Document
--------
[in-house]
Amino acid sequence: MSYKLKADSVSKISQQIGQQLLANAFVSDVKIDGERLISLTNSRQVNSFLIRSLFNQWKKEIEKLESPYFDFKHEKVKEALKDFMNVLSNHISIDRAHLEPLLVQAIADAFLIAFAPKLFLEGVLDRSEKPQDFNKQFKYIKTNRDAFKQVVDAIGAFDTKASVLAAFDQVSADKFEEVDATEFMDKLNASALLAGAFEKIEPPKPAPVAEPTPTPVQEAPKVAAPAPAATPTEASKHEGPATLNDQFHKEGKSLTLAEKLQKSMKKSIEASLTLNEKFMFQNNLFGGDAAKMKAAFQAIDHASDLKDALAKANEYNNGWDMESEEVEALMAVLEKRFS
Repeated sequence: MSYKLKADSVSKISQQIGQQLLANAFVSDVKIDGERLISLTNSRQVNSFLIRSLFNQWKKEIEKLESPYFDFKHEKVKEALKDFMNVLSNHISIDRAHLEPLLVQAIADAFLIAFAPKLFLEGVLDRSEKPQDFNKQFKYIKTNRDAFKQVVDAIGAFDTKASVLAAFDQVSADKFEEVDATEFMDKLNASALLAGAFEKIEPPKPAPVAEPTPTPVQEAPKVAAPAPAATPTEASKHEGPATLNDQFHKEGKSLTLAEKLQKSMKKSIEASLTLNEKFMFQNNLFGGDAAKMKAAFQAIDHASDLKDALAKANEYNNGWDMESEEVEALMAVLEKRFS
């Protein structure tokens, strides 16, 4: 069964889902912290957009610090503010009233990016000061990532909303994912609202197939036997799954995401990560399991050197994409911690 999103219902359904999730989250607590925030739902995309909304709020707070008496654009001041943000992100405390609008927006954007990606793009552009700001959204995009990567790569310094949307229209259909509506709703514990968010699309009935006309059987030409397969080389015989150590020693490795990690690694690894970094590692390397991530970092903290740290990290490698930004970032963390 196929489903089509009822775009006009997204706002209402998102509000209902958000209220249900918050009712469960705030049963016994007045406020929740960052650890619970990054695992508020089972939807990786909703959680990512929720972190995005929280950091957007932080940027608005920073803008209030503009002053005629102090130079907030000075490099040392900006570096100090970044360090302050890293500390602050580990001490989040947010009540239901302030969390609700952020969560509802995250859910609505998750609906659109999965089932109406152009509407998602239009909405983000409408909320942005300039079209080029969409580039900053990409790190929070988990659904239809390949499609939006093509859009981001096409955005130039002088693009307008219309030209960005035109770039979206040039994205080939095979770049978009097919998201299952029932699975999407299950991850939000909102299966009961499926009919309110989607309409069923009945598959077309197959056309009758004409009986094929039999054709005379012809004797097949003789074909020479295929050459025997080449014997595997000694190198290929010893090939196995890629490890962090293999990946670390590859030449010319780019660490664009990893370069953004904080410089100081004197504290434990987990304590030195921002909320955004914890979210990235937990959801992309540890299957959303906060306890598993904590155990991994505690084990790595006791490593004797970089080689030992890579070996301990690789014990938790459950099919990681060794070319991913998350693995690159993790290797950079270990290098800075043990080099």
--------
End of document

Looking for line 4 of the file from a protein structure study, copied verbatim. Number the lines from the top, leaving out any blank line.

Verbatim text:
């Protein structure tokens, strides 16, 4: 069964889902912290957009610090503010009233990016000061990532909303994912609202197939036997799954995401990560399991050197994409911690 999103219902359904999730989250607590925030739902995309909304709020707070008496654009001041943000992100405390609008927006954007990606793009552009700001959204995009990567790569310094949307229209259909509506709703514990968010699309009935006309059987030409397969080389015989150590020693490795990690690694690894970094590692390397991530970092903290740290990290490698930004970032963390 196929489903089509009822775009006009997204706002209402998102509000209902958000209220249900918050009712469960705030049963016994007045406020929740960052650890619970990054695992508020089972939807990786909703959680990512929720972190995005929280950091957007932080940027608005920073803008209030503009002053005629102090130079907030000075490099040392900006570096100090970044360090302050890293500390602050580990001490989040947010009540239901302030969390609700952020969560509802995250859910609505998750609906659109999965089932109406152009509407998602239009909405983000409408909320942005300039079209080029969409580039900053990409790190929070988990659904239809390949499609939006093509859009981001096409955005130039002088693009307008219309030209960005035109770039979206040039994205080939095979770049978009097919998201299952029932699975999407299950991850939000909102299966009961499926009919309110989607309409069923009945598959077309197959056309009758004409009986094929039999054709005379012809004797097949003789074909020479295929050459025997080449014997595997000694190198290929010893090939196995890629490890962090293999990946670390590859030449010319780019660490664009990893370069953004904080410089100081004197504290434990987990304590030195921002909320955004914890979210990235937990959801992309540890299957959303906060306890598993904590155990991994505690084990790595006791490593004797970089080689030992890579070996301990690789014990938790459950099919990681060794070319991913998350693995690159993790290797950079270990290098800075043990080099």